Son Discovers Secret 'Friend' In His Father's Text Messages

Dear Abby

DEAR ABBY: I'm the youngest of three children and I'll be graduating from high school in the spring. My parents always seemed happy with each other. They were obviously in love, and they told my brothers and me they would never get divorced. Although they had arguments, they always made up, and it never seemed to be serious.

For the last few months, my dad has been acting weird. He spends a lot of time talking to and texting "a friend" on the phone. The problem is, although the friend has a male name ("George") in his contacts, the person has a female voice. I didn't think anything about it until recently, when I turned on Dad's phone to play a game and it was open to a series of text messages between him and this "friend." What I saw made it clear that something is up. Mom knows nothing about it.

I love my father, but I don't think I can handle this. I can't believe he'd do this to our family, especially since all of us are going through a really hard time lately.

I don't know what to do. I don't want to tell anyone because I don't want our family to fall apart. But I can't stay quiet. What should I do? -- BLINDSIDED IN JERSEY

DEAR BLINDSIDED: I agree that you can't keep quiet about this. What you saw was, of course, shocking -- and the person you should talk to about it is your father. Sometimes when people are going through a really tough time, they do things they wouldn't ordinarily do. Your mother may -- or may not -- have an inkling that something is going on.

Ask your father if the text means he plans to leave the family. Then give him a deadline to come clean with your mother, and let him know that if he doesn't, you will. You have my sympathy.


DEAR ABBY: My husband was sober for 14 years. He started drinking again two years ago. He's on probation and drinking is a clear violation of his probation. His liver enzymes are elevated, and I can't seem to find the right words to get his attention. I have thought about contacting his probation officer, but then he will be incarcerated.

Abby, I am watching the man I love drink himself to death and I'm afraid for him. Should I tell his probation officer or just watch him self-destruct? -- SCARED AND CONFUSED IN MICHIGAN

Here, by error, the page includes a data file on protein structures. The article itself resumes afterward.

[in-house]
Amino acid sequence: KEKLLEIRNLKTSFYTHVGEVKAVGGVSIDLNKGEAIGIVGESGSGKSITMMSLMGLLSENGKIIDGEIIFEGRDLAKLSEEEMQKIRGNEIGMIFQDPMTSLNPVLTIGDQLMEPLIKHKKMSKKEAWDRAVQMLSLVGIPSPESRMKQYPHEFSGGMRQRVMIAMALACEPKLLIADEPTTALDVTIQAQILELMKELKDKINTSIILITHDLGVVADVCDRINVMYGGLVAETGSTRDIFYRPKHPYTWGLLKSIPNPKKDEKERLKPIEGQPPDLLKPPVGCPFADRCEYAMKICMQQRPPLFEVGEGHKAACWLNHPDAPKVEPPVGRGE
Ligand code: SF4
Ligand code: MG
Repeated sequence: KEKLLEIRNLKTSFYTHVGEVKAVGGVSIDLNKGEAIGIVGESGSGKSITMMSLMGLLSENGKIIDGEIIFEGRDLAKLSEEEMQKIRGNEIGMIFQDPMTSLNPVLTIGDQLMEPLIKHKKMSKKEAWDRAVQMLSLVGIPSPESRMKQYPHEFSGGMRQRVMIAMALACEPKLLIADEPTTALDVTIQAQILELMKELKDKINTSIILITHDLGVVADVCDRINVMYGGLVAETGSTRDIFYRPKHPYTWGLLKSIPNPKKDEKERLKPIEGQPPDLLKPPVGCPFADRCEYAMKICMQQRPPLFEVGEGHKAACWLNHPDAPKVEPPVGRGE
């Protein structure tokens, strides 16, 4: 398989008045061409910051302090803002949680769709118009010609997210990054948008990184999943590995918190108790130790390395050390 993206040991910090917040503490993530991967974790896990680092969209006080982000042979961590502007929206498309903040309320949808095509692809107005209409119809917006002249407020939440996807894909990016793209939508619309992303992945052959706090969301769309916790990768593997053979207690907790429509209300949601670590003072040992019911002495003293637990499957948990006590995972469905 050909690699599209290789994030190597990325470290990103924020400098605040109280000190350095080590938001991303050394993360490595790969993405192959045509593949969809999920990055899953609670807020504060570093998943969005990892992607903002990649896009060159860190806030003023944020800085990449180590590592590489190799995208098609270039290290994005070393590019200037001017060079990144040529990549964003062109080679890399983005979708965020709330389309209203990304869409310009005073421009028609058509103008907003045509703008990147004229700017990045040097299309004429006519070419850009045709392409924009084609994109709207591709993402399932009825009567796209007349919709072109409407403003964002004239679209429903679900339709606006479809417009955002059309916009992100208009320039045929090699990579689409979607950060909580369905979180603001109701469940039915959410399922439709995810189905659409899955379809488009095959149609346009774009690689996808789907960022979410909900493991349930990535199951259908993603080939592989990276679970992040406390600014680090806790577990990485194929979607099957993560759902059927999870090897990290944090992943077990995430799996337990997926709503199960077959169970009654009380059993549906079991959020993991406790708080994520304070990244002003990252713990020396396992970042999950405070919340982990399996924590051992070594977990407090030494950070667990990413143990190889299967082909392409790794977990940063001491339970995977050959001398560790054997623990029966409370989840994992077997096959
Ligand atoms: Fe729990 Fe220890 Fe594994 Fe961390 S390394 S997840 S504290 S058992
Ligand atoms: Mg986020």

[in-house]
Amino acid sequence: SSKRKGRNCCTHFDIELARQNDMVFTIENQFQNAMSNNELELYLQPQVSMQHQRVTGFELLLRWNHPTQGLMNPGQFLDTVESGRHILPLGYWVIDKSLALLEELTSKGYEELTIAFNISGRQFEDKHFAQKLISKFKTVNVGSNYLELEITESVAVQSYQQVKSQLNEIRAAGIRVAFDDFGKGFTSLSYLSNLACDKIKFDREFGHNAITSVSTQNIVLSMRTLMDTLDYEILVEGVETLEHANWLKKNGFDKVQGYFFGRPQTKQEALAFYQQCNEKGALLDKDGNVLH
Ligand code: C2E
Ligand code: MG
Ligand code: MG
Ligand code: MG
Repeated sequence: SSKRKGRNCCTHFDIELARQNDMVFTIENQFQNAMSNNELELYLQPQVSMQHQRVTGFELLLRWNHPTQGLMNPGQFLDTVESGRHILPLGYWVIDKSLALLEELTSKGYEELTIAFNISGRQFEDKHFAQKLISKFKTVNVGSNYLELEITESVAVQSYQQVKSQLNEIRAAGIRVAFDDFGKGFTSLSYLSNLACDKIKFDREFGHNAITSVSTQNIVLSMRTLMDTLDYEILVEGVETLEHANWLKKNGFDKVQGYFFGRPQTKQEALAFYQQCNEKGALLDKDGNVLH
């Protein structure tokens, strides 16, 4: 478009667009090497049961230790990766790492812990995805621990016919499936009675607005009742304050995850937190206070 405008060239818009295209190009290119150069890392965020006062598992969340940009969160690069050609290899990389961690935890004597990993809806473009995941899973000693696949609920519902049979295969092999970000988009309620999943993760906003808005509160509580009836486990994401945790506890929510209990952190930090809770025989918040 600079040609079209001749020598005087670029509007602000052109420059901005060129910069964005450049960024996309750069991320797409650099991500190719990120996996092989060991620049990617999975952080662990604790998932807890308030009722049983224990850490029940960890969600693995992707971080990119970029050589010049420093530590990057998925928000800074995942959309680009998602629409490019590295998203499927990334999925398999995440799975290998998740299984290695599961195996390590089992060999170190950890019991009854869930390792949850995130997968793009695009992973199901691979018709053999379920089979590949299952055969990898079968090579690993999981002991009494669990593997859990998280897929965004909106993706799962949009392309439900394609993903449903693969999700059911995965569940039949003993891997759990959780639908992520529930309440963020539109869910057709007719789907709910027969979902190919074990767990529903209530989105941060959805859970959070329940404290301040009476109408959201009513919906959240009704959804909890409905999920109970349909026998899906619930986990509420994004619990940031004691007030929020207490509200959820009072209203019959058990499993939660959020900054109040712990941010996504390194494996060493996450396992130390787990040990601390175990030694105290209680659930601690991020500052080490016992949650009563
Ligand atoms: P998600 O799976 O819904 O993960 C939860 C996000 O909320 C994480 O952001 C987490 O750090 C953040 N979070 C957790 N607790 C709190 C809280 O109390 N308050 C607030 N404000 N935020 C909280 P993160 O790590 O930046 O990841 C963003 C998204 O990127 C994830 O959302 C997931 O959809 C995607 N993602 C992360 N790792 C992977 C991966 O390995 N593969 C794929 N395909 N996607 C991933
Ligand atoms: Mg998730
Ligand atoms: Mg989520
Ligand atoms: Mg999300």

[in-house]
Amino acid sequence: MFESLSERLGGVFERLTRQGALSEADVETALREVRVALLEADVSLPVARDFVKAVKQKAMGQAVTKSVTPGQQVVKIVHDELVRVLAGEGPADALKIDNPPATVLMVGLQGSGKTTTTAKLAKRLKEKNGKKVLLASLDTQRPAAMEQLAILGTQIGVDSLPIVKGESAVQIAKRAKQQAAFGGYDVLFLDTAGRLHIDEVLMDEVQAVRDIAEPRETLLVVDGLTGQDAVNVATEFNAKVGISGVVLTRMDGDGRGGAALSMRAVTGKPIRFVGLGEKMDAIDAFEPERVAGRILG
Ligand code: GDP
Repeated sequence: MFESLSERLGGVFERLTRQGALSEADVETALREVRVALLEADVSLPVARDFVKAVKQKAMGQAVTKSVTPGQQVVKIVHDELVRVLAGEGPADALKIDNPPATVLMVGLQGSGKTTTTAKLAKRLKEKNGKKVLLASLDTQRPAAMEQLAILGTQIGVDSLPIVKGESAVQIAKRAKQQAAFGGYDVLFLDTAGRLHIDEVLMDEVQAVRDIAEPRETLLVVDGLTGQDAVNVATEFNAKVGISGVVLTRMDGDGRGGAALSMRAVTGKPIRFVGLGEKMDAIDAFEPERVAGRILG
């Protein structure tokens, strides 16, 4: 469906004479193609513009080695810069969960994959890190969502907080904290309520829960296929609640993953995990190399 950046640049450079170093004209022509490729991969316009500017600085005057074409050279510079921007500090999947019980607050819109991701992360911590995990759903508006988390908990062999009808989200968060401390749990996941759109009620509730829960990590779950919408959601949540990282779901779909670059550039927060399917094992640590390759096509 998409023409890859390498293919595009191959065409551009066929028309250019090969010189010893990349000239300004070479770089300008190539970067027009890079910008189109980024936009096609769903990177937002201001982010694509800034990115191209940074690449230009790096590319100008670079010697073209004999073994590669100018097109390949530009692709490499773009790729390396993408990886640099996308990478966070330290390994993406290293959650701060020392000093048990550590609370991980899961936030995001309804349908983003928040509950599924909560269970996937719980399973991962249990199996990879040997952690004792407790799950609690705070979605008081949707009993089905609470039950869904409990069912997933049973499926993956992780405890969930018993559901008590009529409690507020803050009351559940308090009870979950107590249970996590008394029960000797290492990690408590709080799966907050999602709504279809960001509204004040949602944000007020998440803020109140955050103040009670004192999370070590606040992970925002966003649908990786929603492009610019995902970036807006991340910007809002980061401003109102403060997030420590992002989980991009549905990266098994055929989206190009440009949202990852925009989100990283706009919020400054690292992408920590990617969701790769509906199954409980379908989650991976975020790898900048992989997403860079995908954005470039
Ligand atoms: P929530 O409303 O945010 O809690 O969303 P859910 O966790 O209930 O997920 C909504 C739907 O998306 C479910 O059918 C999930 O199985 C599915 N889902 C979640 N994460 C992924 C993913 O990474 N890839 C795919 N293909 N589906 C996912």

DEAR SCARED: The reason you can't get your husband's attention is because of the alcohol. He isn't thinking straight. As I am sure you realize, one of the hallmarks of addiction is denial. No one helps an alcoholic by enabling the person to continue drinking, and your husband definitely needs help.

While it may not be easy, talk to the probation officer so your husband can be incarcerated, dry out and become rational again. I know it is a painful choice, but watching him die of liver disease would be worse.


DEAR ABBY: Can you answer something for me? If the abbreviation for "mister" is "Mr.," then why is there an R in "Mrs." when there's no R in the word it's short for? -- INQUISITIVE IN CALIFORNIA

DEAR INQUISITIVE: According to my America Heritage Dictionary (4th Edition), "'Mrs.' is the abbreviation of the word 'mistress'" -- an antiquated term for a married or widowed woman.


Dear Abby is written by Abigail Van Buren, also known as Jeanne Phillips, and was founded by her mother, Pauline Phillips. Write Dear Abby at www.DearAbby.com or P.O. Box 69440, Los Angeles, CA 90069.


What teens need to know about sex, drugs, AIDS and getting along with peers and parents is in "What Every Teen Should Know." Send your name and mailing address, plus check or money order for $7 (U.S. funds) to: Dear Abby, Teen Booklet, P.O. Box 447, Mount Morris, IL 61054-0447. (Shipping and handling are included in the price.)

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